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1 of 1 people found the following review helpful
5.0 out of 5 stars Great Czech film, October 18, 2014
Verified Purchase(What's this?)
This review is from: Marketa Lazarova (Criterion Collection) [Blu-ray] (Blu-ray)
Great Czech film, good pic and sound quality and abundant extras. I'd got the DVD version and, after watching it, decided to collect its bluray edition. Nothing to regret.
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5.0 out of 5 stars You are watching art about seriously dysfunctional feudal families, June 14, 2014
This review is from: Marketa Lazarova (Criterion Collection) [Blu-ray] (Blu-ray)
The acting is amazing. The cinematography is incredible. Most Americans, lets face it, aren't going to put up with a relatively subjective and slow-moving film with several leaps in the narrative. Ultimately it is a tale of sin, repentance, rebellion, redemption and absolution, and seriously dysfunctional families. Dude, I mean sssserioussssly. And you get to see all of the gory details of their glorious dysfunctions.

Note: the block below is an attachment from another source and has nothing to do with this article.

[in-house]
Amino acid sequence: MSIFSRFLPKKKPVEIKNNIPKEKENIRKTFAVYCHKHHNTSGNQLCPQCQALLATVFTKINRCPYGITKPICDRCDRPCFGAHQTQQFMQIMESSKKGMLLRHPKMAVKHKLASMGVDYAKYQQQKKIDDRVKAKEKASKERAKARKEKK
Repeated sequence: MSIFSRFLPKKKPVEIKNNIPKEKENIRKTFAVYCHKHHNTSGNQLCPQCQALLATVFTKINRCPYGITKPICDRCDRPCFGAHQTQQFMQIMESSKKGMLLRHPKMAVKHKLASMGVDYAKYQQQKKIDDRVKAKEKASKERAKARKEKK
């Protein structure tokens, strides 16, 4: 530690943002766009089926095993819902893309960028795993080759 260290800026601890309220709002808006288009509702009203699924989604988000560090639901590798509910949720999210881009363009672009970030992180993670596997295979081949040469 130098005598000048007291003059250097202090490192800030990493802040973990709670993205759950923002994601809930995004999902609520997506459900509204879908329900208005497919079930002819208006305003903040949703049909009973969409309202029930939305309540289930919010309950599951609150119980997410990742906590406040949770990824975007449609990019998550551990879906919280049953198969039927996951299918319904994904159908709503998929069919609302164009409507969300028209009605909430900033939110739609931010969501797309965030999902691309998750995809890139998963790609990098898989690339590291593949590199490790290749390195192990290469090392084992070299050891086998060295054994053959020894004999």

I found myself sympathizing with the characters, particularly the initially child-like Marketa who loses her innocence. I found myself wondering where they were or what would befall them. There was a sense of it being an origin of man tale akin to Clan of the Cave Bears with feudal pagan clans living like animals despite it being the 13th century, and with the vast scope of Once Upon A Time in the West. At all times, you must look and listen for symbolism and work a little to construct the disjunct, subjectively told story with jump cuts aplenty. In that sense, it's a bit like 2001 which jump cut a strange odyssey of the evolution of man into space. If it is a little "slow" or "boring", I suggest taking a break and coming back to it. Black and white often makes people feel distant from a story, and emphasizes that this is a story about something that happened a long time ago.

The musical score deserves mention in its own right. It was truly beautiful, mixing modernistic and medieval elements. At times, it's akin to Carl Orff's Carmina Burana in its bombast and references to medieval music, or invoking religious choral beauty.